Scofield State Park and Reservoir

A scenic byway passes through a Wasatch Plateau basin, only a few miles from U.S. 6, but Scofield State Park and Reservoir feels like a far-away land, a human-made paradise tucked away in time and space. This peaceful, scenic reservoir has an uncanny ability to produce big fish in quick fashion.

About the Fish

Scofield is a productive fishery for:

  • Rainbow trott
  • Cutthroat trout
  • Tiger trout

Tiger trout, a hybrid mix between a brown trout and a brook trout, seem to particularly like living in Scofield. The Utah record tiger trout was caught at Scofield in 2013 when a lucky angler hauled in a 19-pound, 2-ounce fish. Tiger trout were introduced in 2005 by state fisheries biologists in an effort to help control Utah chub numbers in the reservoir. Judging by the whopper fish coming out of Scofield, it seems like the tigers are finding enough to eat.

Fishing from shore can be good at times, particularly in the spring and fall. Anglers might consider fishing Lower Fish Creek below Scofield Dam if action at the reservoir is slow. Fishing downstream from the dam is open for one mile below the dam, but anglers are only allowed to use artificial flies and lures from the railroad bridge to the confluence of the White River.

Ice Fishing in Winter

The ice is typically safe to support anglers starting around Thanksgiving, making it one of the first major Utah fisheries to freeze over. Check ice reports before heading to the reservoir this time of year. Some of the best fishing of the year at Scofield happens just before the reservoir ices over and as soon as the ice is thick enough to venture out on. The week after the ice recedes from shore is another good time to target big fish cruising the shallows. For some extra fun while fishing Scofield, consider competing in the annual ice fishing tournament.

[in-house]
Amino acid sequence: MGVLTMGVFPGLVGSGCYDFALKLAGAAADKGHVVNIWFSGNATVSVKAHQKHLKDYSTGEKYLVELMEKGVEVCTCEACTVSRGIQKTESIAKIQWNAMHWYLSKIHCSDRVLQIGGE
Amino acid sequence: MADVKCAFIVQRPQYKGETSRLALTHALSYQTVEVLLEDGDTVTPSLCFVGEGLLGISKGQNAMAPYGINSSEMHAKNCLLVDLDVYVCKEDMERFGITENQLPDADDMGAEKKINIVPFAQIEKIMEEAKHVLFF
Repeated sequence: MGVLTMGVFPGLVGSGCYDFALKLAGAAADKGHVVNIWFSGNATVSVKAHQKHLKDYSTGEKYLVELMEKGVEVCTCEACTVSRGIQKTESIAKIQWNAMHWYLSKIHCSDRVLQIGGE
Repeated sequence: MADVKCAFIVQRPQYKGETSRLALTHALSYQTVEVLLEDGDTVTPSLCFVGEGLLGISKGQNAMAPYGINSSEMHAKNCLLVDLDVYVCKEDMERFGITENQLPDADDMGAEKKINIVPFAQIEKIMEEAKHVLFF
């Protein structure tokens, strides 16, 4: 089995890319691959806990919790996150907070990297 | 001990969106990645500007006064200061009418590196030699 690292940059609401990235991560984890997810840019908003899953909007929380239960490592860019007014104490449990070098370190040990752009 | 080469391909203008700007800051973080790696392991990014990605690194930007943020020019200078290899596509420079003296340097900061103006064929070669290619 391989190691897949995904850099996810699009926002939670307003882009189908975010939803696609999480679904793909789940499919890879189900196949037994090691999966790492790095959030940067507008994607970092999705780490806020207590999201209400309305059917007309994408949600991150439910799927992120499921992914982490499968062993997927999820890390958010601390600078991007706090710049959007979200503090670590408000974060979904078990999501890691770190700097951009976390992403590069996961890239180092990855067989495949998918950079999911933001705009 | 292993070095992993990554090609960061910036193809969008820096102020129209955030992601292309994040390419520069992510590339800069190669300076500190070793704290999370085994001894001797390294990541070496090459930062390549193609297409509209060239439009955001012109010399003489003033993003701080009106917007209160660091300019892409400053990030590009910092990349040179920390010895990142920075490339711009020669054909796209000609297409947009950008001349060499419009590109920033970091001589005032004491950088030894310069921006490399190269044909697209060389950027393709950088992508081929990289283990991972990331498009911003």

Camping

Scofield State Park includes two developed campgrounds, a primitive campground and a boat ramp.

Regulations

  • Trout limit of four fish
  • Only two trout can be cutthroat or tiger trout and only one can be a cutthroat or tiger trout more than 22 inches long.
  • All cutthroat and tiger trout between 15 to 22 inches long must be released.

For the latest regulations and more specifics, consult the Utah Fishing Guidebook 

Fishing from a boat is also popular at Scofield. Most anglers troll pop gear and a worm. The island on the south end of the reservoir is a popular place to target for big fish.

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